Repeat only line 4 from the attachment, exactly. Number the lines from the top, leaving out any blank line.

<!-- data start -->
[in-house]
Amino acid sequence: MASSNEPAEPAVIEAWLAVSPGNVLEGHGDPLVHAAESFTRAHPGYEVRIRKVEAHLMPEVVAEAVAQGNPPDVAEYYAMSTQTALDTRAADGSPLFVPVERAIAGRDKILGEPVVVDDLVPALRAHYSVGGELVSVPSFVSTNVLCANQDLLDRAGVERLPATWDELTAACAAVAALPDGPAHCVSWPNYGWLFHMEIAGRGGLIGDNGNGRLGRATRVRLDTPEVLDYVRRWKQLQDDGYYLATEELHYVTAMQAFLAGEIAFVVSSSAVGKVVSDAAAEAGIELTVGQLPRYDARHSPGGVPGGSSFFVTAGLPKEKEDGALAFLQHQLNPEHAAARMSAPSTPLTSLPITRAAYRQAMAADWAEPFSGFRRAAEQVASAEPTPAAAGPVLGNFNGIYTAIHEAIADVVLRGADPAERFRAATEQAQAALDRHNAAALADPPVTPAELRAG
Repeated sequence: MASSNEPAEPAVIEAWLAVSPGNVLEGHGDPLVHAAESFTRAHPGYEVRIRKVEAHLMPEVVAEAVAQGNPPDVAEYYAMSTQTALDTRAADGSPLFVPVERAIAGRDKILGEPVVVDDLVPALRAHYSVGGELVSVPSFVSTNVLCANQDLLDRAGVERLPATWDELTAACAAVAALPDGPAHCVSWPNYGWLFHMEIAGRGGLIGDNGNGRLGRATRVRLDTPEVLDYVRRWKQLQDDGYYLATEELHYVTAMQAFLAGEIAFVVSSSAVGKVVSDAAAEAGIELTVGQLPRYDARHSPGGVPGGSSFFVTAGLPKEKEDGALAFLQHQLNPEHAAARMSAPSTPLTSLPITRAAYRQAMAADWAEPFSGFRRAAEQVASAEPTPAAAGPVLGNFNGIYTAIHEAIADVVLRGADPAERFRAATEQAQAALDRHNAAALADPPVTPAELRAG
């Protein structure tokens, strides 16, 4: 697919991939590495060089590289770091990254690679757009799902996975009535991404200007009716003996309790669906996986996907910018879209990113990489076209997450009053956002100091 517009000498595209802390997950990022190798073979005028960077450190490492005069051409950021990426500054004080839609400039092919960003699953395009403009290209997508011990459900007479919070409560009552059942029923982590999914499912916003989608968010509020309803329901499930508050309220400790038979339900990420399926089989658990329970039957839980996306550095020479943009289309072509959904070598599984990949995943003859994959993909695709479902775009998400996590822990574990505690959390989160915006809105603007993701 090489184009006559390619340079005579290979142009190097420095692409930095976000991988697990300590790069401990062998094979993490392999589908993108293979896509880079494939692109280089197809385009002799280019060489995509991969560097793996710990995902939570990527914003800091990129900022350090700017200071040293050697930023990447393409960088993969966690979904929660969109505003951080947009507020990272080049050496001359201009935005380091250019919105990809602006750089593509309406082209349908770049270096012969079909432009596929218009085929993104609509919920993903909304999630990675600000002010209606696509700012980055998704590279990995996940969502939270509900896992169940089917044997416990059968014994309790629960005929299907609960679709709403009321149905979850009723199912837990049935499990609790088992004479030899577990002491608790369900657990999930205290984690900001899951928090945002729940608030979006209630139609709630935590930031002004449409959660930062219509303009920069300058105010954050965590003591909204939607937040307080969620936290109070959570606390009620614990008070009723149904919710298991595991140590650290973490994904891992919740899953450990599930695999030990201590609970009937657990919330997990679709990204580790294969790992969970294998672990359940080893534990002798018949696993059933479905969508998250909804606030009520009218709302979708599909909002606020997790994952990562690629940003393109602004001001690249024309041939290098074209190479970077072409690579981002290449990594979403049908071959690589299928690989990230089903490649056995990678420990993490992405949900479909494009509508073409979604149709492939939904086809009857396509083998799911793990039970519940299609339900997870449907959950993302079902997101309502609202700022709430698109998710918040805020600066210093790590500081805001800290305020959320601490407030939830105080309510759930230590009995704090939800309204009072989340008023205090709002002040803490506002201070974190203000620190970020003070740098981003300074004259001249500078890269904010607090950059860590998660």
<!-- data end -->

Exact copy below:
């Protein structure tokens, strides 16, 4: 697919991939590495060089590289770091990254690679757009799902996975009535991404200007009716003996309790669906996986996907910018879209990113990489076209997450009053956002100091 517009000498595209802390997950990022190798073979005028960077450190490492005069051409950021990426500054004080839609400039092919960003699953395009403009290209997508011990459900007479919070409560009552059942029923982590999914499912916003989608968010509020309803329901499930508050309220400790038979339900990420399926089989658990329970039957839980996306550095020479943009289309072509959904070598599984990949995943003859994959993909695709479902775009998400996590822990574990505690959390989160915006809105603007993701 090489184009006559390619340079005579290979142009190097420095692409930095976000991988697990300590790069401990062998094979993490392999589908993108293979896509880079494939692109280089197809385009002799280019060489995509991969560097793996710990995902939570990527914003800091990129900022350090700017200071040293050697930023990447393409960088993969966690979904929660969109505003951080947009507020990272080049050496001359201009935005380091250019919105990809602006750089593509309406082209349908770049270096012969079909432009596929218009085929993104609509919920993903909304999630990675600000002010209606696509700012980055998704590279990995996940969502939270509900896992169940089917044997416990059968014994309790629960005929299907609960679709709403009321149905979850009723199912837990049935499990609790088992004479030899577990002491608790369900657990999930205290984690900001899951928090945002729940608030979006209630139609709630935590930031002004449409959660930062219509303009920069300058105010954050965590003591909204939607937040307080969620936290109070959570606390009620614990008070009723149904919710298991595991140590650290973490994904891992919740899953450990599930695999030990201590609970009937657990919330997990679709990204580790294969790992969970294998672990359940080893534990002798018949696993059933479905969508998250909804606030009520009218709302979708599909909002606020997790994952990562690629940003393109602004001001690249024309041939290098074209190479970077072409690579981002290449990594979403049908071959690589299928690989990230089903490649056995990678420990993490992405949900479909494009509508073409979604149709492939939904086809009857396509083998799911793990039970519940299609339900997870449907959950993302079902997101309502609202700022709430698109998710918040805020600066210093790590500081805001800290305020959320601490407030939830105080309510759930230590009995704090939800309204009072989340008023205090709002002040803490506002201070974190203000620190970020003070740098981003300074004259001249500078890269904010607090950059860590998660």